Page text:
Trompenaars' model of national culture differences - Wikipedia
people solves problems and reconciles dilemmas” (Trompenaars there are five possible criteria of describing a value orientation: (1) human nature main five concern the first of their three criteria (relationships with other. Identify four problems that critics have identified with Hofstede's theory. Do you think it What is the relationship between human beings and the natural world?. answers to fundamental problems related to human nature and human . In relation to Hofstede's findings, Adler has difficulties to differentiate between values.
This contrasts with Hofstede's earlier research, which found these countries to be collectivist, and shows the dynamic and complex nature of culture. Emotional A neutral culture is a culture in which emotions are held in check whereas an emotional culture is a culture in which emotions are expressed openly and naturally. Neutral cultures that come rapidly to mind are those of the Japanese and British.
In emotional cultures, people often smile, talk loudly when excited, and greet each other with enthusiasm. So, when people from neutral culture are doing business in an emotional culture they should be ready for a potentially animated and boisterous meeting and should try to respond warmly. As for those from an emotional culture doing business in a neutral culture, they should not be put off by a lack of emotion. Diffuse A specific culture is one in which individuals have a large public space they readily share with others and small private space guard closely and share with only close friends and associates.
A diffuse culture is one in which public space and private space are similar in size and individuals guard their public space carefully, because entry into public space affords entry into private space as well.
It looks at how separate a culture keeps their personal and public lives. Fred Luthans and Jonathan Doh give the following example which explains this: An example of these specific and diffuse cultural dimensions is provided by the United States and Germany. When golfing, Bob might just be one of the guys, even to a golf partner who happens to be a graduate student in his department.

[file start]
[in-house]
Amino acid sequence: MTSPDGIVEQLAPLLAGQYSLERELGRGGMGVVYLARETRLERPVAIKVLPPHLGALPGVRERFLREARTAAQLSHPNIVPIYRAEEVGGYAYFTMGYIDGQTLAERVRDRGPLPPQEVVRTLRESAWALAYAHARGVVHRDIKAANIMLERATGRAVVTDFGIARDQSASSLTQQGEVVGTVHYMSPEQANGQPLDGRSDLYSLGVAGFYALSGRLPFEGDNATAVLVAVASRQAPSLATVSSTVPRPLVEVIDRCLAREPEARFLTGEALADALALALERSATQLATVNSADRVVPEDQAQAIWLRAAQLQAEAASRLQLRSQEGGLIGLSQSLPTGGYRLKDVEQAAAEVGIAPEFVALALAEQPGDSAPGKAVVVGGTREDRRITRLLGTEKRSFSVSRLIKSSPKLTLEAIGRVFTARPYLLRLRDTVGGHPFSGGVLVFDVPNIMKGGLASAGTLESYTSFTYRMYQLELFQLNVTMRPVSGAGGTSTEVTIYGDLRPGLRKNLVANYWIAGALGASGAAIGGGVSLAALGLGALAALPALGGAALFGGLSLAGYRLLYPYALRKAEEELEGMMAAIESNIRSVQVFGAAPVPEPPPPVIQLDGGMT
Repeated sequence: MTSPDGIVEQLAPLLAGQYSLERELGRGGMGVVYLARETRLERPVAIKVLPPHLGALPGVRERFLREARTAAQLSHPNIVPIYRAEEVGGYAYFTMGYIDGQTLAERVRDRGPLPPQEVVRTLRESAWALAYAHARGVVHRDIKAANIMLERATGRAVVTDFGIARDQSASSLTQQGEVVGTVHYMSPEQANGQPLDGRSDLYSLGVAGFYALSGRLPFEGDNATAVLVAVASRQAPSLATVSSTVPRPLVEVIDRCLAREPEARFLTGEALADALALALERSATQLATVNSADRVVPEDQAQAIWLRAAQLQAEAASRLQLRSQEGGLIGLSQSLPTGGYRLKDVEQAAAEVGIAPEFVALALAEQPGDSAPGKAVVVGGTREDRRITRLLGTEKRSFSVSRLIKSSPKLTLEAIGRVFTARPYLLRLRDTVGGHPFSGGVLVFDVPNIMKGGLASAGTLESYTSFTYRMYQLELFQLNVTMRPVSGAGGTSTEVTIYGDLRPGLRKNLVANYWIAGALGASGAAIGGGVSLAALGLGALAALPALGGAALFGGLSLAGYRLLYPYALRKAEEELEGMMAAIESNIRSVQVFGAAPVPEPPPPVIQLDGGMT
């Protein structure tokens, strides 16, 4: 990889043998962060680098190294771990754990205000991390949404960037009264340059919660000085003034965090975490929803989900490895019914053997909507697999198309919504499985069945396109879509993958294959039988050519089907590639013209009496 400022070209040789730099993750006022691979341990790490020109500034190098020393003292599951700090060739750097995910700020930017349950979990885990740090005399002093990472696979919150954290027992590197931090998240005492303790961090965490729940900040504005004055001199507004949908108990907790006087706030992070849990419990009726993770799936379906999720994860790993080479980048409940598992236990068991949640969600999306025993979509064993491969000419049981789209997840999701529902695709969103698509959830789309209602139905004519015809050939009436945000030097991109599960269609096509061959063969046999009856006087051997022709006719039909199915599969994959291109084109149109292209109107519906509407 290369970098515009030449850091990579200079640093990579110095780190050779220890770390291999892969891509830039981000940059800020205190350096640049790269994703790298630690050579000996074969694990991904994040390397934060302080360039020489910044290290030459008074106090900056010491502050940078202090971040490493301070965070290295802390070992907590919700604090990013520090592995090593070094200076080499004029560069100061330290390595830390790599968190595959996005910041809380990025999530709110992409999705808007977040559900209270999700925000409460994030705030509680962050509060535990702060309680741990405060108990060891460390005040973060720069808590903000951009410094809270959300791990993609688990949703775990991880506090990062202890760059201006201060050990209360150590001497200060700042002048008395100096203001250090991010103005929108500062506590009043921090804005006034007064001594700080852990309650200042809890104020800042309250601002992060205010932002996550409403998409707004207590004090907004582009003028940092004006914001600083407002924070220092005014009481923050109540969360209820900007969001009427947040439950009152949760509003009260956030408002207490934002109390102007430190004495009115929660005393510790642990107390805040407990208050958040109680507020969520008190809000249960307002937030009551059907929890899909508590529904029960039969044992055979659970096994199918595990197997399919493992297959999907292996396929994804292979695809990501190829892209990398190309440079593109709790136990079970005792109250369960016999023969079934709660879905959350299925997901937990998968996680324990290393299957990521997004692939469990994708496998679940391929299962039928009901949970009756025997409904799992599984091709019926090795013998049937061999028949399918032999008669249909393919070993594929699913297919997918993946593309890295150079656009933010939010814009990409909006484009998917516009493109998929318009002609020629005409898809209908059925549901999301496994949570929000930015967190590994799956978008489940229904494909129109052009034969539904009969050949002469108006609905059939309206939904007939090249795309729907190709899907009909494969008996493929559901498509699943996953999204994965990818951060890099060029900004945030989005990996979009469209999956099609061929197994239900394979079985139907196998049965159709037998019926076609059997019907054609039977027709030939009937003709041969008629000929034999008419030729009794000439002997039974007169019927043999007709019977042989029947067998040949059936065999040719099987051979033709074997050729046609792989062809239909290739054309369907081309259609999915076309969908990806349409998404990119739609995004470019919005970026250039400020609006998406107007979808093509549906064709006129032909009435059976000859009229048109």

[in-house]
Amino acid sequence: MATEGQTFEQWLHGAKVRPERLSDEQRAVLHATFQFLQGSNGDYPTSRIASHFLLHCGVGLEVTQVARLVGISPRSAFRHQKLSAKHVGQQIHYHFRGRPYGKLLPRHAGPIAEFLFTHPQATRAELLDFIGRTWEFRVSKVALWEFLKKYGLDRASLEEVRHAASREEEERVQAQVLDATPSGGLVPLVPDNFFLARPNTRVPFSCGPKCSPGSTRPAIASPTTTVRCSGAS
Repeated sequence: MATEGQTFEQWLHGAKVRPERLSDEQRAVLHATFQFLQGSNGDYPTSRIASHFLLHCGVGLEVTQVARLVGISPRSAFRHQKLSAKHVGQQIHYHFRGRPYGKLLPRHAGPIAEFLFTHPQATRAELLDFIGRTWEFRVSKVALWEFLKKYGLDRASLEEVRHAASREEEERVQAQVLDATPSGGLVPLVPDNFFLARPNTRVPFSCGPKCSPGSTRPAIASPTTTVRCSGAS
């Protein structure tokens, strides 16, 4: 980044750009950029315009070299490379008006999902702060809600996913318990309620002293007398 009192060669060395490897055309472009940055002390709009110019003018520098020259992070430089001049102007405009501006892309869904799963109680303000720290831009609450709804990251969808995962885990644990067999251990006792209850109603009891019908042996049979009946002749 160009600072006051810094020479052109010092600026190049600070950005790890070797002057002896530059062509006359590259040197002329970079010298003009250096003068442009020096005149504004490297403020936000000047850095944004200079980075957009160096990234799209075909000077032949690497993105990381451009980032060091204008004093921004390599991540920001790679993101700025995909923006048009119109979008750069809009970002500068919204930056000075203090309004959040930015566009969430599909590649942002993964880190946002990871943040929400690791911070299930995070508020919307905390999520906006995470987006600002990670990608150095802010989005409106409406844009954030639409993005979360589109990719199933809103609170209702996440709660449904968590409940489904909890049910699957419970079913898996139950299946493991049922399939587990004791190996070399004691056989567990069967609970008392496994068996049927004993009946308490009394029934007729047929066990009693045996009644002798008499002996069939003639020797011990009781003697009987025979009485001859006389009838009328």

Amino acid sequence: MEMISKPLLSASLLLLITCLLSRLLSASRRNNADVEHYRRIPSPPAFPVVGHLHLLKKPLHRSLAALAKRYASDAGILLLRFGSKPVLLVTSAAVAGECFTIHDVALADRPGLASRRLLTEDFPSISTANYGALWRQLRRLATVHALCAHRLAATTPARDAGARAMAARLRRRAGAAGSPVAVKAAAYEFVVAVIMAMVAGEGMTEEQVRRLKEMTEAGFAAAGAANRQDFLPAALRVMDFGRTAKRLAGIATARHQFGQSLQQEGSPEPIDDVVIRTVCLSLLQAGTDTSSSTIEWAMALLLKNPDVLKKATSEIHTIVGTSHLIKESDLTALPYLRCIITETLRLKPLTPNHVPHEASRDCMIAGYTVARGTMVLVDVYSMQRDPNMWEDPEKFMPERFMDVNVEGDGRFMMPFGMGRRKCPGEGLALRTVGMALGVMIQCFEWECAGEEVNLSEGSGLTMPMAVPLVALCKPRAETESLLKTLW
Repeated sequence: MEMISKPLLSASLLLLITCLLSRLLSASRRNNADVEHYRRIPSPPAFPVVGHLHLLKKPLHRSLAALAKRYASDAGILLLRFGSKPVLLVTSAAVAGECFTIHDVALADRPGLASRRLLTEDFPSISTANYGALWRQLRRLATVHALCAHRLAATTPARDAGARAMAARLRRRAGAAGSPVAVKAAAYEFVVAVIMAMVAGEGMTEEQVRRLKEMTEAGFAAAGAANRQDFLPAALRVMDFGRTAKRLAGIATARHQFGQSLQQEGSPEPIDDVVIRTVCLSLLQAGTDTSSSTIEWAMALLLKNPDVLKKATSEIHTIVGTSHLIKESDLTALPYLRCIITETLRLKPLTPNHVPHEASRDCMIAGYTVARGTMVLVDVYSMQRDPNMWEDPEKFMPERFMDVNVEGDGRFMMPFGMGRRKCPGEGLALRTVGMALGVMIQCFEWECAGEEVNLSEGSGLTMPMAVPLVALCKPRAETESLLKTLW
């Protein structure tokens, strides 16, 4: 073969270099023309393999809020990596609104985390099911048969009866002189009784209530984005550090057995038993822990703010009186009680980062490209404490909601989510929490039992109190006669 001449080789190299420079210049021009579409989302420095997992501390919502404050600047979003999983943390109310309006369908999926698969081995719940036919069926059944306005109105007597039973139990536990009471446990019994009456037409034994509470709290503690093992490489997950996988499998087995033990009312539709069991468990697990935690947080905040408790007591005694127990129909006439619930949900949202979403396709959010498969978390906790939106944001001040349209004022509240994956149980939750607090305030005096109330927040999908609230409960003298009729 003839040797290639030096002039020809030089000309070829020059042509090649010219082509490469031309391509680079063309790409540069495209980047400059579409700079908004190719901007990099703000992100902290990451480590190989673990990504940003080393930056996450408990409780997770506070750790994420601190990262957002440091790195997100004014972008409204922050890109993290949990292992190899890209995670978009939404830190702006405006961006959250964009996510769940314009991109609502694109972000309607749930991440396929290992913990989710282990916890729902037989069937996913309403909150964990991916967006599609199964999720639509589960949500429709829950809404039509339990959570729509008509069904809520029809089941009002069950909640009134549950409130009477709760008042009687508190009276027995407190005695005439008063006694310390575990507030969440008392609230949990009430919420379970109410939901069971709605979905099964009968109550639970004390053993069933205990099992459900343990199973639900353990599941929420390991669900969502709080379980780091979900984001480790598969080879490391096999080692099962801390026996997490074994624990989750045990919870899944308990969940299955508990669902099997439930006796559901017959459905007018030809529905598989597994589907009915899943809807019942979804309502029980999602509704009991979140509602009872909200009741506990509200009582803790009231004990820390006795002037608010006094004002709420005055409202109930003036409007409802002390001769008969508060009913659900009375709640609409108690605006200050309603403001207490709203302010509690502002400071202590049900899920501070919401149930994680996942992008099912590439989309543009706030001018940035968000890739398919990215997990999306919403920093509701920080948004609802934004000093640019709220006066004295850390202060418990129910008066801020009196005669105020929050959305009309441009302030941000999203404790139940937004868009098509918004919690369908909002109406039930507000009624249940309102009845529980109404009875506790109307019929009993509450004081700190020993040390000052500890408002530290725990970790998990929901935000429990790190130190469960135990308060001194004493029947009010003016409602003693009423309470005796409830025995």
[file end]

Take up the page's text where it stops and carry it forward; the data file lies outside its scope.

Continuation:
By unpredictable circumstances, representatives of collective cultures do not decide on the post but they submit the decision to the organization. Neutral versus emotional culture Members of neutral cultures do not reveal what they think or feel.
Emotions are hidden and suppressed however they are from time to time unexpectedly expressed. They admire cold and rational behaviour, their behaviour is usually monotonous.
Taboos are considered to be for them distinct face play, gesticulation or other outstanding expressions. Members of emotional cultures on the other hand reveal their thoughts and feeling both verbally and nonverbally.MAN
They give vent to their tension and emotions are naturally and vehemently expressed. They admire expressing feelings and their expression is usually dramatic. Specific versus cultures Members of specific cultures are usually straight, facty and purpose. Their behaviour is noted for accuracy, curtness, certainty and transparency. Moral principles valid in negotiation are determined beforehand. Managers separate work relation from other types of relations.
Chapter 6: Beliefs, Values, and Cultural Universals – Speaking of Culture
Managing of the subordinates is characteristic with accurate and detailed instructions. Managements are the realization of goals and fulfilling of standards.
They appear to be elusive and double-faced. Morale is for them highly situational; morale aspects of behaviour depend on people and context. Life is regarded as a process of continual unfolding. Our purpose on earth, the people might say, is to become fully human. People are more likely to express the view that we are here to work hard and that human worth is measured by the sum of accomplishments. What is the ideal relationship between the individual and society?
Expressed another way, we can say the concern is about how a society is best organized. People in some societies think it most natural that a society be organized hierarchically.
Value Orientations Theory
They hold to the view that some people are born to lead and others to follow. Leaders, they feel, should make all the important decisions.
Other societies are best described as valuing collateral relationships.
In such societies, everyone has an important role to play in society; therefore, important decisions should be made by consensus. In still other societies, the individual is the primary unit of society. Researchers have found the framework useful in making sense of diverse cultures around the world. As Hill has observed, Kluckhohn and Strodtbeck did not consider the theory to be complete. In fact, they originally proposed a sixth value orientation—Space: And Hill has proposed a number of additional questions that one might expect cultural groups to grapple with: